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There is a good, climatic fight on a train between Americommando and Ito, who appears to fall to his death *he’ll be back.)  Tex no longer wears his mask as Americommando, so seems to have completely given up on trying to disguise himself.

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Congo Bill’s story is once again war-based.  Samachson and Smalle have him up in the Aleutian Islands, helping to defend a fort against a Japanese assault.

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The story is good,nothing really special.  But I included it simply because it has taken Congo Bill about as far from the Congo as he could get.

Action 61 – Superman reveals his identity to Lois, the Fiddler returns, Congo Bill in Istanbul, and Zatara’s magic is duplicated

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It’s not a military cover on Action 61 (June 1943), but it’s not related to the story, either. Kind of a shame, as the cover is very effective.

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Jerry Siegel and Ed Dobrotka are behind this twisting and entertaining story.

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The story begins by introducing a wealthy young wastrel, Craig Shaw, who starts a fire at a nightclub for his own amusement.  Disaster is only averted by Superman. Lois and Clark were at the club, and Lois writes a scathing article about Shaw.

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Shaw is enchanted by Lois’ anger and outspokenness, no woman had ever talked to him that way before. They begin dating, as a worried Superman spies on Lois.  Shaw proposes marriage, and Lois accepts.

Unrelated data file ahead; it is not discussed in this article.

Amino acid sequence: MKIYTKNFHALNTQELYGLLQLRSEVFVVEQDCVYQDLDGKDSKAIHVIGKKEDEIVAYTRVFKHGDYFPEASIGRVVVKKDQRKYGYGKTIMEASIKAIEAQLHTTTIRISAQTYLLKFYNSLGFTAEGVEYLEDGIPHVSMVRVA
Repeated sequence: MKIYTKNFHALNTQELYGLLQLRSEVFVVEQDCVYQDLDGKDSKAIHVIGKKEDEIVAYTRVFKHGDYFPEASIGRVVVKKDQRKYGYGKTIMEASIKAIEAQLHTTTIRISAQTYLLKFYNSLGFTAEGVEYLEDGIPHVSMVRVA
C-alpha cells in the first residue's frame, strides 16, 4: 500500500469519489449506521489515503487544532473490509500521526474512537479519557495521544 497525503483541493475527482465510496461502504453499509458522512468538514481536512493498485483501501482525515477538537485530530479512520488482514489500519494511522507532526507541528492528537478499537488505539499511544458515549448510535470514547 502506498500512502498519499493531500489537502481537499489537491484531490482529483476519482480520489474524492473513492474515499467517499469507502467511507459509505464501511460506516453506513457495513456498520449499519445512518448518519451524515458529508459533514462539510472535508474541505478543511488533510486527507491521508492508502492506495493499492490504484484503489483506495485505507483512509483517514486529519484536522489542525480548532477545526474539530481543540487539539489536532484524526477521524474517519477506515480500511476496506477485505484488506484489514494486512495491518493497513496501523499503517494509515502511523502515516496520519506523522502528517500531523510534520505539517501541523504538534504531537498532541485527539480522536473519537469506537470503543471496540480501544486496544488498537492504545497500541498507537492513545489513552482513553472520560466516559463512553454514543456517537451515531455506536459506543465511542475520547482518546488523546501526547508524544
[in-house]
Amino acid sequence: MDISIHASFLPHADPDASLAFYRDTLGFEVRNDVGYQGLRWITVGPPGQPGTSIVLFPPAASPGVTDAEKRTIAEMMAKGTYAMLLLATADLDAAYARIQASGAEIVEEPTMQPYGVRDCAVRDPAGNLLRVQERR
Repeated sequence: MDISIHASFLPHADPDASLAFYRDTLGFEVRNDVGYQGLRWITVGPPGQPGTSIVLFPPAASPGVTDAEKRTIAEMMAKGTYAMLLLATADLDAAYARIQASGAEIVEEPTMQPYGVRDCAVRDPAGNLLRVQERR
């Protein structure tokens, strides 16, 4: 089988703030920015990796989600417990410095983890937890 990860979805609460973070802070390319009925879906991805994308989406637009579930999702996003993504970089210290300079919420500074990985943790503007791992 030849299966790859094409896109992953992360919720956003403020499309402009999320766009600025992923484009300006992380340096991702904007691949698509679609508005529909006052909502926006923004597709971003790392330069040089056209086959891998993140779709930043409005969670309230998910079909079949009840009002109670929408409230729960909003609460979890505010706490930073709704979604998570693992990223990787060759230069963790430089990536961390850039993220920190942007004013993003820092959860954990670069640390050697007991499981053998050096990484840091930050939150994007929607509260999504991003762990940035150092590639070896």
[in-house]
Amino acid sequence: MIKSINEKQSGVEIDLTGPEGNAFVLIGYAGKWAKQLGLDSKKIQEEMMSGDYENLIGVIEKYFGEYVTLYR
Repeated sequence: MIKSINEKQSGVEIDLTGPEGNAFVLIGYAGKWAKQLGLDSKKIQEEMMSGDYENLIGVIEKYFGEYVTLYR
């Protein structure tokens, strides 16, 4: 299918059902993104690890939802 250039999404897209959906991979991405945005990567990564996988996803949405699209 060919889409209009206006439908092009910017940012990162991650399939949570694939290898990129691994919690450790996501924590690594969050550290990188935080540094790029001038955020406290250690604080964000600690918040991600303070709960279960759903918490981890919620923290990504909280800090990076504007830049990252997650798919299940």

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This drives Superman near into a frenzy.  He decides to propose to Lois as well, as Clark.  And he reveals that he is Superman.  Lois refuses to believe him, and the story moves into slapstick, as Clark’s attempts to prove that he has powers keep backfiring on him.

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Then the situation gets even worse, as he discovers that Lois never had any interest in Shaw, and was just getting close to him for her story.  Shaw, meanwhile, proves himself to be much more criminal than anyone suspected.  Now Clark has to try to prove that he is NOT Superman, and winds up kidnapping and knocking out a man on the street in order to appear to be both men at once. Again, this type of story will be told many times in the future, but this early version is one of the best.

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The Fiddler returns to face the Vigilante again in this Cameron/Meskin/Paris story.